by: Frederick Foote
When the spirits of the past come back to haunt you in old, yet unfamiliar ways….
She has a full lip smile that doesn’t reach her round eyes or rouse her dimples. She stops at my table, leans forward, exposing the depths of her buxom chest. “Do you mind if I join you?”
I motion for her to take a seat. She sits with all the grace of a feline, with a bare pretense of a smile. She opens her small purse and removes her lipstick, reapplying it with easy perfection.
I wait. She watches me wait. I wonder what good and gracious wind brings her to port at my table.
I signal the waitress for a refill. I point at my table mate. She declines with a shake of her head.
“You drink scotch now? You have changed.” Her voice is a bit husky, whiskey husky with a hint of the Deep South.
I nod. I like the sound of her voice. I want her to keep talking. Her voice takes me away to someplace in the past.
“You use to drink rum. Bacardi’s.”
“Magnolia blossoms, lightning bugs, clouds of mosquitos, back seats, bad girls, rum and Cokes.” I remember the time and the place, but not her.
She closes her eyes and sighs. “Jasmine in the air. Sweating all the time, boys in heat, bobby sox, blues on the back porch.” She sways to a beat I can almost hear. She opens her eyes. “Stella May.” She says the name with a finality. Like driving a nail in a coffin.
The name brings a smile to my face, brightens my heart, makes my day. Stella, long, lovely faced Stella. Quiet, cool, smart Stella. My girl at sixteen. A very sweet sixteen. “You kin to Stella?”
“Her youngest sister.”
“Baby Girl. I remember. I do. You must have been, been ten, eleven or so.”
“I was ten.” There’s a tension in her face, a tightness in her shoulders.
“You were a mess. Always into something. A rascal you were. Are you still a rascal?”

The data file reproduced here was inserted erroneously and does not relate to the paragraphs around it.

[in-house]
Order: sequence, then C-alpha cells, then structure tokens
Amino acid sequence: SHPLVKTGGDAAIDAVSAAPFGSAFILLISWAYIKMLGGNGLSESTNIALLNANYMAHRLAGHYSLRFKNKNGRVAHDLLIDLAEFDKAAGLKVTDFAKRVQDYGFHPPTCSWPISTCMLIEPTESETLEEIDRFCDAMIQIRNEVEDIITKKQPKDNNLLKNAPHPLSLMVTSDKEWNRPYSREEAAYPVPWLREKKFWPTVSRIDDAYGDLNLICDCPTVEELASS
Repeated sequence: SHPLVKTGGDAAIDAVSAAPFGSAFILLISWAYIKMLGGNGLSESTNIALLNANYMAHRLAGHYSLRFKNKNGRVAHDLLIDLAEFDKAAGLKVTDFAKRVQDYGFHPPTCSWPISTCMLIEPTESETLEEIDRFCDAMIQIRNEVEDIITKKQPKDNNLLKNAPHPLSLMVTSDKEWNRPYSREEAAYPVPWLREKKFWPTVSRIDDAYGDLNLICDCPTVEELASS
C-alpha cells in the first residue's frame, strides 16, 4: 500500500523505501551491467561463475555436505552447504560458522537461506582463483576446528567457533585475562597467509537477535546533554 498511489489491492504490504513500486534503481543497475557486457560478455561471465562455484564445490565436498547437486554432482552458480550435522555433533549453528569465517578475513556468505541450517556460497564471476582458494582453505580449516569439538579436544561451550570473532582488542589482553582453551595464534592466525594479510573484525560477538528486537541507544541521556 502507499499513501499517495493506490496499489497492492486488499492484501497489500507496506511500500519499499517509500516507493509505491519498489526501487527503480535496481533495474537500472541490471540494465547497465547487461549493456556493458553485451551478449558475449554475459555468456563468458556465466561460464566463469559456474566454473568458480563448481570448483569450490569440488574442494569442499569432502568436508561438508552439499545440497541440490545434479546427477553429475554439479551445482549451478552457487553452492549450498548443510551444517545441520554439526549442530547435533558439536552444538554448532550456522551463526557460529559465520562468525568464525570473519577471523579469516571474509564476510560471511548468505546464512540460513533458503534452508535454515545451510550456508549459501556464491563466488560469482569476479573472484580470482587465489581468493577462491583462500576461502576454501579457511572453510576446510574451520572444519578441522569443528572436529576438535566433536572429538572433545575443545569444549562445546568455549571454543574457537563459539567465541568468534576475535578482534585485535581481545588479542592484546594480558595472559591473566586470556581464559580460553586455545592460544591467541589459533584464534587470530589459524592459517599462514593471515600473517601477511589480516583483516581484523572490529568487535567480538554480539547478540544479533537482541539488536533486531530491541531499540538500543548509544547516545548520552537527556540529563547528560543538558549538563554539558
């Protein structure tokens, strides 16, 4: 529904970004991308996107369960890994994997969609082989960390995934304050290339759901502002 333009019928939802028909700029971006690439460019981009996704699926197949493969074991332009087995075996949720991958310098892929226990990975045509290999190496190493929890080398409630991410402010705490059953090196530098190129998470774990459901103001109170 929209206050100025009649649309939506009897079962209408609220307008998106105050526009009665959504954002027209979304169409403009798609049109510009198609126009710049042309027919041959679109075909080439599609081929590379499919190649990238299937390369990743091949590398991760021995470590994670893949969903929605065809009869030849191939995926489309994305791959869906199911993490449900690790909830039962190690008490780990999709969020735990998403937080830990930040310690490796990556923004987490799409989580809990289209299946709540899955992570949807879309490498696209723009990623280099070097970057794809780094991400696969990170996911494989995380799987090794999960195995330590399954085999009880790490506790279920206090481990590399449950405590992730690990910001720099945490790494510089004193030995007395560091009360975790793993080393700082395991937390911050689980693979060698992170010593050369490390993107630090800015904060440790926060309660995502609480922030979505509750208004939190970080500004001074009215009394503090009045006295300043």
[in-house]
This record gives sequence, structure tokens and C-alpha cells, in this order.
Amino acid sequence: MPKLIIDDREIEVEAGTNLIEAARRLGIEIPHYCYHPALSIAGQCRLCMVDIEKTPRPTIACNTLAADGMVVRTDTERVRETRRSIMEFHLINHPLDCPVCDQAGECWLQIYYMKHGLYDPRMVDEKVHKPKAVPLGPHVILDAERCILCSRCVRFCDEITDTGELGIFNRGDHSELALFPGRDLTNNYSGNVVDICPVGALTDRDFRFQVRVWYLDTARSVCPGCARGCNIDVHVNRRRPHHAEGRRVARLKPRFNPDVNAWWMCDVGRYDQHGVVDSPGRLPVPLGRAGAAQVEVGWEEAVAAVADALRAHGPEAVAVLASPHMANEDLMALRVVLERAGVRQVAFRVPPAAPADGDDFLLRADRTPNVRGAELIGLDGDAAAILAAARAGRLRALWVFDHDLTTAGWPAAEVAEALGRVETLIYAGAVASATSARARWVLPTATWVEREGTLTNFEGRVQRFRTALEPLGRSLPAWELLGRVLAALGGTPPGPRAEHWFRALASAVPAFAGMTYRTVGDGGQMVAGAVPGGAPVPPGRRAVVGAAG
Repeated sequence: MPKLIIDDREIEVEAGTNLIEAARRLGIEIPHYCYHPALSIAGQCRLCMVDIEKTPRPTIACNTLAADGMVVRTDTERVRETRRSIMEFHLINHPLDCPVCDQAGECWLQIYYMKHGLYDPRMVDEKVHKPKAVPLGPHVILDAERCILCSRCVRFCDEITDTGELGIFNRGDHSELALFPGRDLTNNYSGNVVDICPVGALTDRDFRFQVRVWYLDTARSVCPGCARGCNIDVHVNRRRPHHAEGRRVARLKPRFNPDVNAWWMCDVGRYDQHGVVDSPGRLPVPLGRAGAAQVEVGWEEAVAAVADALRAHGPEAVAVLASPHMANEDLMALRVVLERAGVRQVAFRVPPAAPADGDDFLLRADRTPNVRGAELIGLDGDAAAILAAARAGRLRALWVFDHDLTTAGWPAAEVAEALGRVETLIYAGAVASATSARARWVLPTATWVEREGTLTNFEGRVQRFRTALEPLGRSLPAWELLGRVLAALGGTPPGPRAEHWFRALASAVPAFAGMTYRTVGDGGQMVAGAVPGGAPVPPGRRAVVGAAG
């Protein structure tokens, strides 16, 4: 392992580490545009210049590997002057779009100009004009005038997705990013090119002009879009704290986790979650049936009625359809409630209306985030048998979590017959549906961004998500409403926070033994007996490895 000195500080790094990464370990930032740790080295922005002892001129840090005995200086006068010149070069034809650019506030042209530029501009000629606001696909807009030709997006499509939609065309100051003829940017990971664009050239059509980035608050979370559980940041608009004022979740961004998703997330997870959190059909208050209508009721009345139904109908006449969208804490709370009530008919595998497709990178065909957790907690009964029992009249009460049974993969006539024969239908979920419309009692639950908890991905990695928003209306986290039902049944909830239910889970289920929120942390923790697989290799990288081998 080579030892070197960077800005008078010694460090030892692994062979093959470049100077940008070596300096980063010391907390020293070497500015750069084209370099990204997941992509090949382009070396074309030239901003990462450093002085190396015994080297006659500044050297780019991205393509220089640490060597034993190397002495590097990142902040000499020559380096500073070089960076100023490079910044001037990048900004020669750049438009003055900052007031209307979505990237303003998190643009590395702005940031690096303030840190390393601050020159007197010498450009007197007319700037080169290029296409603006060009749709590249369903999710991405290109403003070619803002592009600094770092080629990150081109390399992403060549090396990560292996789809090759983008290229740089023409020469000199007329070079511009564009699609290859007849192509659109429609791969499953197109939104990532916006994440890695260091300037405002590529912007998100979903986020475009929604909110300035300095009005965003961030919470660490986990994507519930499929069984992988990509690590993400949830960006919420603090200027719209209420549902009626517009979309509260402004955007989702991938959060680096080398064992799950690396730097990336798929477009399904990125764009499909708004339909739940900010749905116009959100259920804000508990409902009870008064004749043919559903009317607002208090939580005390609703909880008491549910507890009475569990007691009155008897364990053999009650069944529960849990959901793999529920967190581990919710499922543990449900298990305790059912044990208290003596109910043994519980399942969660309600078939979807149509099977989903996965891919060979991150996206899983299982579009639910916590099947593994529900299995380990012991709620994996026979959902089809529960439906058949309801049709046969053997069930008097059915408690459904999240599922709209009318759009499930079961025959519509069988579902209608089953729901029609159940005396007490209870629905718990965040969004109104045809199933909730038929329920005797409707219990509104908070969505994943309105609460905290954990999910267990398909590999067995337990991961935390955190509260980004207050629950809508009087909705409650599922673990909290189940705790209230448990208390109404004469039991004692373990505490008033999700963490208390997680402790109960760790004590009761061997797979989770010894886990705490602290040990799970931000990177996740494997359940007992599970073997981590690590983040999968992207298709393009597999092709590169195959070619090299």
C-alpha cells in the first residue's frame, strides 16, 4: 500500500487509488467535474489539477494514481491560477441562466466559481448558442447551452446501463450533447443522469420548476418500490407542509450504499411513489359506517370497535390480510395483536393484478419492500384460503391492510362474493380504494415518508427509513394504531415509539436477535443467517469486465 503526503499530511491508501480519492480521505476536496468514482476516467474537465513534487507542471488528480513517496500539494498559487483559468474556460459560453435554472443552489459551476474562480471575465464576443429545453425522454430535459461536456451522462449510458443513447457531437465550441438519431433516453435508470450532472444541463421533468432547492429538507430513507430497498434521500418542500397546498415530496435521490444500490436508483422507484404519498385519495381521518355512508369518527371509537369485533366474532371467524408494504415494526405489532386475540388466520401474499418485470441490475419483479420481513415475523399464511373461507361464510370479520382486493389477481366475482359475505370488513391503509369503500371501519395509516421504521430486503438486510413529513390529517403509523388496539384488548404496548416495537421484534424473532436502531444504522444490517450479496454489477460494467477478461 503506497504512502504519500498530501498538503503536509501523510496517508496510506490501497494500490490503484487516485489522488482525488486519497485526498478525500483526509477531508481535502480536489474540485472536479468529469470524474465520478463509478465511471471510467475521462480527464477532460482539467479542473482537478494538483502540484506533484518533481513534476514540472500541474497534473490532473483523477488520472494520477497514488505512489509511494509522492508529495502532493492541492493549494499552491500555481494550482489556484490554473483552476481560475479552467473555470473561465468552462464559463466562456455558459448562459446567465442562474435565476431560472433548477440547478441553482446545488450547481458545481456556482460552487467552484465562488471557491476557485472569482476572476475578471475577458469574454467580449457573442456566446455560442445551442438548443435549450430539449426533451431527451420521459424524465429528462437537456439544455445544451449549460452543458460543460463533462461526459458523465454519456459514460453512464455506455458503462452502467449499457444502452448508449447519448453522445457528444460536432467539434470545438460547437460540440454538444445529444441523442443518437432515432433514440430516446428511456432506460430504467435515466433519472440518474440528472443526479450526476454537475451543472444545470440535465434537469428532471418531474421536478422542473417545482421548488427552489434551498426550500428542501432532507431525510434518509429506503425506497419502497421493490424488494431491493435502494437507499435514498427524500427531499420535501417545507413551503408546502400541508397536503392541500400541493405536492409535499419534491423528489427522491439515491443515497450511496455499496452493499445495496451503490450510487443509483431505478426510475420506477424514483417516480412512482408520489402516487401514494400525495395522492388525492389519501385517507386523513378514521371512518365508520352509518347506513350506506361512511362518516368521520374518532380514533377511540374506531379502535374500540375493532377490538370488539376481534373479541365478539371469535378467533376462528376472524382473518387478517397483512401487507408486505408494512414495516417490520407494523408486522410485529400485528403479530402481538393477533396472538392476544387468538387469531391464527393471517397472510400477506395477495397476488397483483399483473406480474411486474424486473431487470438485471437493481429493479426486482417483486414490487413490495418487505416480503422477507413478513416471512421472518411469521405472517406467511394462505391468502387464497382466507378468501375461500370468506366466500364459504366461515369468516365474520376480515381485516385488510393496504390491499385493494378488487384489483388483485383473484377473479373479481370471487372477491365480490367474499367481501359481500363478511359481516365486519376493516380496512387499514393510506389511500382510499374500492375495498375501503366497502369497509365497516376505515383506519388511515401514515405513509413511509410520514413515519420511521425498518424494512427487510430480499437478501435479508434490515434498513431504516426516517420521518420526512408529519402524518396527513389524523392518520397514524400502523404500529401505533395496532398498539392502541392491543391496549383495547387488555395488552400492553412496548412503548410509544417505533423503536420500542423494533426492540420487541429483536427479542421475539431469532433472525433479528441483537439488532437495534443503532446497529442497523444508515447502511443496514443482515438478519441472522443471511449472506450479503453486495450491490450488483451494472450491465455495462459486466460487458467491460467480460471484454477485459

“No. I’m haunted.”
“Haunted? What do you mean? How is Stella? Where is Stella?”
“Dead. In the ground. Five years ago.”
“No shit! How? What happened?”
“An automobile accident in Nigeria.”
“Nigeria? Why was she in Nigeria?”
“Stella was a doctor, an epidemiologist, with the World Health Organization.”
What a waste. Stella was smart as a whip and determined to get out of Mississippi, to be somebody. I look at her sister a little closer. The shape of her face, but not the features, are like Stella’s. I reach across the table and touch her cheek.
“My name is Emma. In case you forgot, or you never knew. You and Stella are haunting me.”
She leans closer to me and gives me a high-intensity whisper. “You’re haunting me, and I need you to make it stop.”
Something in her eyes, a look I recall from long ago. “I don’t understand. How’re we haunting you? You have to – where did they bury Stella? Back in Greenville?”
“Near her home in Seattle.” Emma grabs my right hand in both of hers. “I was ten. I knew you sneaked into Stella’s bedroom at night. Sometimes I could hear you two, hear the bedsprings and, and Stella…I…”
“You what? What did you do?”
Emma squeezes my hand tighter. “I hid in the closet. I wanted to see. I wanted to know. I fell asleep. I woke, and you were climbing through the window. You just stood by the window in the moonlight staring at Stella sleeping, looking like you had discovered gold or gone to heaven without even dying.”
She flicks her tongue across her lips. There is a bead of sweat on her brow. “You pulled the sheet back from her legs and started kissing your way up to her ass. She was only pretending to be asleep. She raised up her ass like a bitch in heat and ah, ah; you started doing things to her ass and pussy with your tongue and mouth and fingers and, she twisted around, undid your pants, and took your dick in her mouth. I closed my eyes. That was so nasty. It was all so nasty. Disgusting! I think I cried.”
Emma stops and gathers her breath, calls the waitress, and orders us two rum and Cokes. “I couldn’t shut out the sounds and smells. I heard you cum. A deep moan, a high pitched note, a perfect contrast. I hated you for making my sister nasty, and I hated her for letting you do it.”